Orrington waste-to-energy plant slated for auction as owners struggle to pay bills
A waste incinerator in Orrington that has been struggling to repay its debts could go up for auction next month. The facility has faced a series of operating challenges in recent years, and its owners are now trying to find a buyer.
The Penobscot Energy Recovery Company, or PERC, is a 40-acre facility near the Penobscot River that has usually accepted trash from a group of 44 communities that includes Ellsworth and Deer Isle, as well as from commercial waste haulers, and burned it to generate electricity.
While it used to be one of the dominant trash processors in the region, it’s had a hard time paying its bills since 2019, when it lost the business of many previous member communities to a new waste facility in Hampden. That's also when it lost a favorable contract to sell power back to the grid.
Now, PERC owes money to lenders and is scheduled for a foreclosure auction on July 12. It has idled its boilers and stopped receiving trash from most communities, according to Plant Manager Henry Lang.
Lang says that PERC's owners — which include majority owner USA Energy Group — are trying to find a buyer before the auction. He says that the costs for maintenance, labor and fuel have outpaced the revenues the business brings in from waste disposal and electricity generation, and that it's been hard finding workers.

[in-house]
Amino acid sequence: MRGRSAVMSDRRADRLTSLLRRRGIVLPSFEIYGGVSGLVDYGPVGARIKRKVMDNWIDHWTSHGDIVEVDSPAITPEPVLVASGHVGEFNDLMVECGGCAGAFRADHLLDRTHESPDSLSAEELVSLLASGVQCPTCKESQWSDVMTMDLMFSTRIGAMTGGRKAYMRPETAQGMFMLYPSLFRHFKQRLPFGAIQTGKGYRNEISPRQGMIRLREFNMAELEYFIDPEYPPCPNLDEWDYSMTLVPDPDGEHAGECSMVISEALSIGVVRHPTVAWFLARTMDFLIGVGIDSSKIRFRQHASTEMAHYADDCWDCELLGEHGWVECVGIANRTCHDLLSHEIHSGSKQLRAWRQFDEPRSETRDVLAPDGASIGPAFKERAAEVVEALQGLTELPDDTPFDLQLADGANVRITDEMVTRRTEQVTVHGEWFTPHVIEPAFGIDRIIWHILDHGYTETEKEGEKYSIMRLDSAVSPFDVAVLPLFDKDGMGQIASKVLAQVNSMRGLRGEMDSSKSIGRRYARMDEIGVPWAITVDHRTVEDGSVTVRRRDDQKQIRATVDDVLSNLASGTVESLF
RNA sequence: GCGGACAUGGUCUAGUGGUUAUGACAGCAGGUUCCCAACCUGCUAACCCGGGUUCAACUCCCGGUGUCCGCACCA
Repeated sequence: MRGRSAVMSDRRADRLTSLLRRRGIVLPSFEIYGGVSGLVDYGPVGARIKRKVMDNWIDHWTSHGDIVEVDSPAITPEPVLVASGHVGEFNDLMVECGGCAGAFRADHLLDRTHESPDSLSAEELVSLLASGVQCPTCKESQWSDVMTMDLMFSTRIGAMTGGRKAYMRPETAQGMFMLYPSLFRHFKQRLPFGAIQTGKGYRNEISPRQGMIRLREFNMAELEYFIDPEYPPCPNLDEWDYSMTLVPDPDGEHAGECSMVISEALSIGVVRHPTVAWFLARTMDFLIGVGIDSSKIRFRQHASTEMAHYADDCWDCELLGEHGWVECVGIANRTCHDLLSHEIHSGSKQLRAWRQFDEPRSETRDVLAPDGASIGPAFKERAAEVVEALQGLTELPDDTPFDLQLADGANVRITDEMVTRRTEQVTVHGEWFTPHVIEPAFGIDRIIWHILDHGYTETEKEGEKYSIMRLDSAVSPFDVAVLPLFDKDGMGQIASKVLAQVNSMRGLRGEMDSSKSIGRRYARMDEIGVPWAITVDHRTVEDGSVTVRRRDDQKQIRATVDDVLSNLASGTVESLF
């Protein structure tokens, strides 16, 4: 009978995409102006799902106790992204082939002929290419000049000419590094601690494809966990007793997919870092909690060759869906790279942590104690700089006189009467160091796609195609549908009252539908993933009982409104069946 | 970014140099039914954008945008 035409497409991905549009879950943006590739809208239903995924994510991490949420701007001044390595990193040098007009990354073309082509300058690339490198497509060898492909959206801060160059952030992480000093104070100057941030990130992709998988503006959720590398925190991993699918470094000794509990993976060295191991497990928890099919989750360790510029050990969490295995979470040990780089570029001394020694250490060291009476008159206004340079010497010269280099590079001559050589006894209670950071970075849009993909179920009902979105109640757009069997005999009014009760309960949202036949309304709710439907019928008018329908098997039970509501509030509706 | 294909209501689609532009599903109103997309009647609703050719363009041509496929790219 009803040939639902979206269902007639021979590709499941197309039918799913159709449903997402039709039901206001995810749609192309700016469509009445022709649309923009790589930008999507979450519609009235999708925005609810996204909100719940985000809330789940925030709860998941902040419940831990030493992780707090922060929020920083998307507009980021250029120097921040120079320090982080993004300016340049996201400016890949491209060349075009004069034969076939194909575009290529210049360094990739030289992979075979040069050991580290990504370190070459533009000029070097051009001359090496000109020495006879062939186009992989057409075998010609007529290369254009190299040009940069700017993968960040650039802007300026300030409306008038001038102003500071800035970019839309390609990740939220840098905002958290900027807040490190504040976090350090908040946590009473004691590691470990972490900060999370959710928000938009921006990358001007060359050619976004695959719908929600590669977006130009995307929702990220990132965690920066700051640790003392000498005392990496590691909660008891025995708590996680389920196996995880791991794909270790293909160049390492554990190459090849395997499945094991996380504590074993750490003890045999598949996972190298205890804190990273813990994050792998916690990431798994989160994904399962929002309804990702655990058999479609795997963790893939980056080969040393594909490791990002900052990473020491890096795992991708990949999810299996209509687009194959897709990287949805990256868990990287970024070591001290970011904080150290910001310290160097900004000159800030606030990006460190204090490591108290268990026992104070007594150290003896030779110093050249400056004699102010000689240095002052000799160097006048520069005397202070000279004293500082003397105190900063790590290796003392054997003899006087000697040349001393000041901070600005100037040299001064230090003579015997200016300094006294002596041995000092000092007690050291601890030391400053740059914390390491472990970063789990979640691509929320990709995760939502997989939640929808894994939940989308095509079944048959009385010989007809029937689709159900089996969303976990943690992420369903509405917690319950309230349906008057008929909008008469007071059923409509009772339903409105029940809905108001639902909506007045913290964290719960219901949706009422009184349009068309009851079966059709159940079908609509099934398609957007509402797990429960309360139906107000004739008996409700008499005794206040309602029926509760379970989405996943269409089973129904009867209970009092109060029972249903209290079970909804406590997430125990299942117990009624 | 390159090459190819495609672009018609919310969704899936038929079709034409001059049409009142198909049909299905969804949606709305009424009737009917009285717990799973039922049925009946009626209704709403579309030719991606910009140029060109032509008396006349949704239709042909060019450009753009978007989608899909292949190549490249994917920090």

While PERC used to accept more than 300,000 tons of waste annually, it only took in about 206,000 tons in 2020 and 117,000 in 2021, according to the most recently published state waste data. It employs about 50 people, and local records show that it owed $170,000 in property taxes to the town of Orrington last year.
It’s not the only Bangor-area trash facility that’s struggling. The new Hampden plant that took much of PERC's business back in 2019 has now been shut down for three years. Its members are trying to find a company to restart it and have sent some of their trash back to PERC in the meantime.